In many car accident cases in New York, fault or responsibility might seem obvious. For example, one driver might run a red light and crash into a vehicle traveling through a green light. Or, for instance, a driver might be looking down at a smartphone to read a text when that driver rear-ends another vehicle and causes injuries. However, there are numerous car crash cases in which the question of fault or negligence is not always so objective. According to the New York Department of Health, there are an average of almost 1,100 fatalities in the state each year caused by motor vehicle collisions, more than 12,000 hospitalizations, and nearly 137,000 emergency department visits. Many of those injured parties will file claims for compensation, and in some cases, the defendant will argue that the plaintiff is partially to blame.
What happens if a defendant alleges that the plaintiff is partially to blame for his or her own injuries? This question raises the issue of contributory negligence. We want to discuss the effects of contributory negligence in a car accident claim and how it can impact a plaintiff’s economic recovery.
Contributory Negligence Under New York Law
Under New York law, contributory negligence is defined as “culpable conduct attributable to the claimant or decedent.” The law makes clear that, in situations where a plaintiff is partially to blame for her own injuries, she is not barred from recovery. That is, the plaintiff can still obtain damages from the defendant.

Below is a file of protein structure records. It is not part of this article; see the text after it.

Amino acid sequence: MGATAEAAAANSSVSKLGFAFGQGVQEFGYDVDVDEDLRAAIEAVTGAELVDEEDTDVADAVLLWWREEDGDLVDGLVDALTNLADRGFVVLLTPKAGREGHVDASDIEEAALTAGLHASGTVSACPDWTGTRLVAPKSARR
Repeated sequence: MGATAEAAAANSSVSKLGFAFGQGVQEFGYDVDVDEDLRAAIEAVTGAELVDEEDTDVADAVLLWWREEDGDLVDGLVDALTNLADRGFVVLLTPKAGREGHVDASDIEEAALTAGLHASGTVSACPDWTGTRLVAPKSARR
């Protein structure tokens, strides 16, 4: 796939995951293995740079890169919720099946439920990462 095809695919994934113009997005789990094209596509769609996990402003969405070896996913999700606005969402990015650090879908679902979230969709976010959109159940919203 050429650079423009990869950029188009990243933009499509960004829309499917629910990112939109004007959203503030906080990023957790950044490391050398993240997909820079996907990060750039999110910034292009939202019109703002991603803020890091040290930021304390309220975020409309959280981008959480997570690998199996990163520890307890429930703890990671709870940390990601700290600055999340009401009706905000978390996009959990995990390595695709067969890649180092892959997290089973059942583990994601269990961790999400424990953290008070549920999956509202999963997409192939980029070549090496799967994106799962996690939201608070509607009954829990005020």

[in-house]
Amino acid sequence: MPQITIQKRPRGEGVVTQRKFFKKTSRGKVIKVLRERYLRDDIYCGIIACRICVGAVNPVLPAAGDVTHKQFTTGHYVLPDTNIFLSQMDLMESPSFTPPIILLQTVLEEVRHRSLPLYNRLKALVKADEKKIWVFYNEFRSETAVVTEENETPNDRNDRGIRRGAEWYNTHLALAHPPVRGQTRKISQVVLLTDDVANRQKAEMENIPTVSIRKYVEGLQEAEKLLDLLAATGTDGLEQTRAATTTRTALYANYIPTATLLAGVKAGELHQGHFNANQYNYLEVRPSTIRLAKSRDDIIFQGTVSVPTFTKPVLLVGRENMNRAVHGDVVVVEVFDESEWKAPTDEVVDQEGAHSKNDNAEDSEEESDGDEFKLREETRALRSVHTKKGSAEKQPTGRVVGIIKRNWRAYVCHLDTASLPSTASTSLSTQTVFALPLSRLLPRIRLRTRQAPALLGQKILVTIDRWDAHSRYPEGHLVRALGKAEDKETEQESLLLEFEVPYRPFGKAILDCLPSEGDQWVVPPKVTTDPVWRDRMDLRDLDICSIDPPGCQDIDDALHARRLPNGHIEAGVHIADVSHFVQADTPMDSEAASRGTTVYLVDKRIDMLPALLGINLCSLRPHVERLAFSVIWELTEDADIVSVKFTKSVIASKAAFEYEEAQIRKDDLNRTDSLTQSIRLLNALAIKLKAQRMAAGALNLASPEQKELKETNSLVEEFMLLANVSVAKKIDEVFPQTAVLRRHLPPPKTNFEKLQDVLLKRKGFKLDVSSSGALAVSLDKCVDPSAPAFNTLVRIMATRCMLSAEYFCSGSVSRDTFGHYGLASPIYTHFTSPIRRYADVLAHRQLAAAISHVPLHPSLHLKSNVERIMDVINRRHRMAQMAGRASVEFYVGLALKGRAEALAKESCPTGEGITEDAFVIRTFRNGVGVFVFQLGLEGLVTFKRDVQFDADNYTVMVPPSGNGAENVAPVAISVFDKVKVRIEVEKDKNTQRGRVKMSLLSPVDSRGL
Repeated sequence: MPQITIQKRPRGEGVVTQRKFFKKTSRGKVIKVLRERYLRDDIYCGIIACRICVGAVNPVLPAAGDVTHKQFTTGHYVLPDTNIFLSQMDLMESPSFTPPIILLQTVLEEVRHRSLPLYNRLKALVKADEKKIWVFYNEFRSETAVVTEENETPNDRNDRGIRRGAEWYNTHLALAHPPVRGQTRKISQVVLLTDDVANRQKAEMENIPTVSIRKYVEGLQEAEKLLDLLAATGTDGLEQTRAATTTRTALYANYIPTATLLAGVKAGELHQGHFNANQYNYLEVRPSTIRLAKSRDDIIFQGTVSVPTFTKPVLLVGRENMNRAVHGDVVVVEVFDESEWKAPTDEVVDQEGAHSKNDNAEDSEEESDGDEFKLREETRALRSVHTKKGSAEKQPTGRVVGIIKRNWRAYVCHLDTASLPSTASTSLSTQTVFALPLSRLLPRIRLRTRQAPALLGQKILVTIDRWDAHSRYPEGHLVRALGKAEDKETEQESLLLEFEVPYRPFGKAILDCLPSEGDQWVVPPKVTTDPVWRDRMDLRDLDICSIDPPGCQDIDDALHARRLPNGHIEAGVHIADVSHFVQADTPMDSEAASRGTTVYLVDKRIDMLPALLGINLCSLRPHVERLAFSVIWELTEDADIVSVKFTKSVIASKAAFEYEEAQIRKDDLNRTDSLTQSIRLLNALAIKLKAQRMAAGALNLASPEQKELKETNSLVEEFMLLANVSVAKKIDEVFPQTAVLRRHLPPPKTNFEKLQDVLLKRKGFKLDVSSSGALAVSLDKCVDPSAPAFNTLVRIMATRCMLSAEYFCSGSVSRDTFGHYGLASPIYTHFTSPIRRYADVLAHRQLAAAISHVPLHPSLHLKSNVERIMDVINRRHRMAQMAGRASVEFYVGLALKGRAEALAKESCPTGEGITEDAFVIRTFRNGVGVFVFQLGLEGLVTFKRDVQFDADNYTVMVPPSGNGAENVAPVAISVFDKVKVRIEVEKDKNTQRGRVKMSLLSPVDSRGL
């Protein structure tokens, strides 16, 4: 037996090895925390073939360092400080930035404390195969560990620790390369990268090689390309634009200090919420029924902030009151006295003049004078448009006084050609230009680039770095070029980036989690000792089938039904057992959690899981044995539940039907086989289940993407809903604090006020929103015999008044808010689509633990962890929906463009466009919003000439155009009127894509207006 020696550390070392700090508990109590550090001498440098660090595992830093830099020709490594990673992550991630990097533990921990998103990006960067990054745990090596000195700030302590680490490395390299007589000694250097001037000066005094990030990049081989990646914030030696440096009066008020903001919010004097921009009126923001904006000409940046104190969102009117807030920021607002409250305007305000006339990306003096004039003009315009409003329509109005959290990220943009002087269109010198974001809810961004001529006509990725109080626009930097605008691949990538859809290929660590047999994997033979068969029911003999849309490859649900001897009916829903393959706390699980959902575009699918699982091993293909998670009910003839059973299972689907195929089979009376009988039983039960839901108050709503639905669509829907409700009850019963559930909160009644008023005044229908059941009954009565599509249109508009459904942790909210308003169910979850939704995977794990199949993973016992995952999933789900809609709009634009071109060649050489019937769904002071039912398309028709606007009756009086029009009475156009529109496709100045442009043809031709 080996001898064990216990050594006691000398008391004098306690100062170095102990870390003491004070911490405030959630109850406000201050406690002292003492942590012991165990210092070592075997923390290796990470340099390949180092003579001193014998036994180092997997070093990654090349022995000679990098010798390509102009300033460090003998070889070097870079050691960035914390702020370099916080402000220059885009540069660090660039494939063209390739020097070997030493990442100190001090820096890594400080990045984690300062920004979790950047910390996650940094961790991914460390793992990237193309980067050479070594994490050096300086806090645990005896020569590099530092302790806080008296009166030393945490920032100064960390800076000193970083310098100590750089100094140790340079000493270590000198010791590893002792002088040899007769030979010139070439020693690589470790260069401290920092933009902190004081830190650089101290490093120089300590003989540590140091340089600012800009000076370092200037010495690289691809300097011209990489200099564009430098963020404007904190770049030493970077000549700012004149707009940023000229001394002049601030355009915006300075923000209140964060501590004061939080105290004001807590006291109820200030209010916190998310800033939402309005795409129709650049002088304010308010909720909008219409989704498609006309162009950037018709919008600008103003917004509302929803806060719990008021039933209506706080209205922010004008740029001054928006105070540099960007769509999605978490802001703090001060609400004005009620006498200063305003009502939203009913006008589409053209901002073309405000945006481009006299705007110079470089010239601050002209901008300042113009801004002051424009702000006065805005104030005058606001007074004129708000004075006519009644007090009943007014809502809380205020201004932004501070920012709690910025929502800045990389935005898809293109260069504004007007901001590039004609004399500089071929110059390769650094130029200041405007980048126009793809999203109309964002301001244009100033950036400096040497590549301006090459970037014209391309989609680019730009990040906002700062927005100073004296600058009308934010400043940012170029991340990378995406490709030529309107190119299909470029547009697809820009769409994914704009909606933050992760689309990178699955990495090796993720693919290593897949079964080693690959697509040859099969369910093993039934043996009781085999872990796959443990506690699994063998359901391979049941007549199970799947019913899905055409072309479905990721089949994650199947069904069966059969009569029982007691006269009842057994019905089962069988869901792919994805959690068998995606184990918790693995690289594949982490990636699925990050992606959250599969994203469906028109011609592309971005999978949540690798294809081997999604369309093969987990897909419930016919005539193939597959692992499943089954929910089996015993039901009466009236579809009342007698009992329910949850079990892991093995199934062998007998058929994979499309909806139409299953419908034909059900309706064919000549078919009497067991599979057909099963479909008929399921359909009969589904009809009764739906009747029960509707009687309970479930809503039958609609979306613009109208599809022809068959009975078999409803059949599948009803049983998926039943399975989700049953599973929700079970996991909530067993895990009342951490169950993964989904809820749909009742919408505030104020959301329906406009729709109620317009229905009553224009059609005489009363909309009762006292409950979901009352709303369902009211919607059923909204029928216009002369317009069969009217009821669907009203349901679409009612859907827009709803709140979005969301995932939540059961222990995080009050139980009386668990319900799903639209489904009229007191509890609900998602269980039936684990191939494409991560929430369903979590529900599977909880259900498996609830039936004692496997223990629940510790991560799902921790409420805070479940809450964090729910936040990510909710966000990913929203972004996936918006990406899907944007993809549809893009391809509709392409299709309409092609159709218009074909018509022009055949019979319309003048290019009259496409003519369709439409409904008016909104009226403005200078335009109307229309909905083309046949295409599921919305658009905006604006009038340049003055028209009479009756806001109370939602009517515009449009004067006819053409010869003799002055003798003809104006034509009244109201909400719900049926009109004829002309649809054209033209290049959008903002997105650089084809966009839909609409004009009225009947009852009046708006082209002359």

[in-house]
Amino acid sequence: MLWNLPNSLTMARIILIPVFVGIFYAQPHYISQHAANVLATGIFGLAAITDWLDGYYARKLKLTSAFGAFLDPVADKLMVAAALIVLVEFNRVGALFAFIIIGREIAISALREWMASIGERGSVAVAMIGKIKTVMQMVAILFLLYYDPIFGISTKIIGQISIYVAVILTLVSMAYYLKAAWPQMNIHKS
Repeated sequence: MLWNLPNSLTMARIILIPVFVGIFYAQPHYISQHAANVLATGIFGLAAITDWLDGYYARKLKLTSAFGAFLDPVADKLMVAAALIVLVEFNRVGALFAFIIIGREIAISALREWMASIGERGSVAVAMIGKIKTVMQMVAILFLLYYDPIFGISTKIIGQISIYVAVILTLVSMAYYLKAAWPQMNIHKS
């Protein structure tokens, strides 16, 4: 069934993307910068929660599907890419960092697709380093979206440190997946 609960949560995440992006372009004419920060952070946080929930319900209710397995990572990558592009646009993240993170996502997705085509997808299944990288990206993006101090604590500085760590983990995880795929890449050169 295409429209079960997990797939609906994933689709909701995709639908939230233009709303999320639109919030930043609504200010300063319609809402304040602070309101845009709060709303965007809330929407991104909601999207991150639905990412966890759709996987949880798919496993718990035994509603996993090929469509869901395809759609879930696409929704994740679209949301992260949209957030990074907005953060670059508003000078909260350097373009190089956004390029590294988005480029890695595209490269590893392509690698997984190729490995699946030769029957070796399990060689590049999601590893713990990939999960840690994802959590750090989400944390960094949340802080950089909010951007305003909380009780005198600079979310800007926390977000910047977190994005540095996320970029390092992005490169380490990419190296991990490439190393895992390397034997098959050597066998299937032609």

However, as the statute says, the plaintiff’s damages award “shall be diminished in the proportion which the culpable conduct attributable to the claimant or decedent bears to the culpable conduct which caused the damages.” What that language means is this: the plaintiff’s damages award will be reduced by her own percentage or proportion of fault.
Examples of the Effects of Contributory Negligence
New York model jury instructions for negligence make clear that negligent behavior is defined as one of the following:
- “doing an act that a reasonably prudent person would not have done under the same circumstances”; or
- “failing to do an act that a reasonably prudent person would have done under the same circumstances.”
Imagine that Joe is injured in a car accident. Joe was traveling at a speed of 10 miles per hour beyond the posted limit, but the accident largely happened because Moe was extremely impaired by alcohol and crossed over a median, causing a head-on, wrong-way accident with Joe’s car. Both Joe and Moe survived the crash, but Joe suffered life-threatening injuries and required multiple surgeries. Joe needs to continuing visiting a doctor for follow-up treatment, and he is unable to work due to his injuries. He files a claim against Moe and seeks compensatory damages in the amount of $500,000.
Moe argues that Joe should take some of the blame because he was speeding. The jury awards $500,000 in damages but determines that Joe is 10 percent negligent. Accordingly, Joe’s award is reduced by 10 percent, or $50,000. As such, he recovers a total of $450,000. This works the same way whether a plaintiff is 1 percent or 99 percent negligent in New York.